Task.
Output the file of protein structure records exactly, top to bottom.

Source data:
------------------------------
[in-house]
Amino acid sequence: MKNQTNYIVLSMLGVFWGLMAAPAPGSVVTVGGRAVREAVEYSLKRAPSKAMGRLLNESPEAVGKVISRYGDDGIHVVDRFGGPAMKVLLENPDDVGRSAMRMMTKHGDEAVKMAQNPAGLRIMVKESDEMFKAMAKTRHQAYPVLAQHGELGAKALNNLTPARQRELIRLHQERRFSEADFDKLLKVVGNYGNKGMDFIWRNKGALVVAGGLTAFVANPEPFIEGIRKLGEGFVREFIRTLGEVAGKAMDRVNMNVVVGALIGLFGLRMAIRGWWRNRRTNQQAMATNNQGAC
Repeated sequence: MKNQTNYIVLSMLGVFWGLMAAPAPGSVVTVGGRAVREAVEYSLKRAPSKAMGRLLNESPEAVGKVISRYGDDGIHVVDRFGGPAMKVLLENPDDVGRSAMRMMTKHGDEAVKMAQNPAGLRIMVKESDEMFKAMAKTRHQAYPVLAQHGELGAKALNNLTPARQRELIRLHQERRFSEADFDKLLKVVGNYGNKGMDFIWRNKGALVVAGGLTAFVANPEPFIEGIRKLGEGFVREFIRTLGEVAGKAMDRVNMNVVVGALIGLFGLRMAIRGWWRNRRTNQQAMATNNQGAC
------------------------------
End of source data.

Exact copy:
[in-house]
Amino acid sequence: MKNQTNYIVLSMLGVFWGLMAAPAPGSVVTVGGRAVREAVEYSLKRAPSKAMGRLLNESPEAVGKVISRYGDDGIHVVDRFGGPAMKVLLENPDDVGRSAMRMMTKHGDEAVKMAQNPAGLRIMVKESDEMFKAMAKTRHQAYPVLAQHGELGAKALNNLTPARQRELIRLHQERRFSEADFDKLLKVVGNYGNKGMDFIWRNKGALVVAGGLTAFVANPEPFIEGIRKLGEGFVREFIRTLGEVAGKAMDRVNMNVVVGALIGLFGLRMAIRGWWRNRRTNQQAMATNNQGAC
Repeated sequence: MKNQTNYIVLSMLGVFWGLMAAPAPGSVVTVGGRAVREAVEYSLKRAPSKAMGRLLNESPEAVGKVISRYGDDGIHVVDRFGGPAMKVLLENPDDVGRSAMRMMTKHGDEAVKMAQNPAGLRIMVKESDEMFKAMAKTRHQAYPVLAQHGELGAKALNNLTPARQRELIRLHQERRFSEADFDKLLKVVGNYGNKGMDFIWRNKGALVVAGGLTAFVANPEPFIEGIRKLGEGFVREFIRTLGEVAGKAMDRVNMNVVVGALIGLFGLRMAIRGWWRNRRTNQQAMATNNQGAC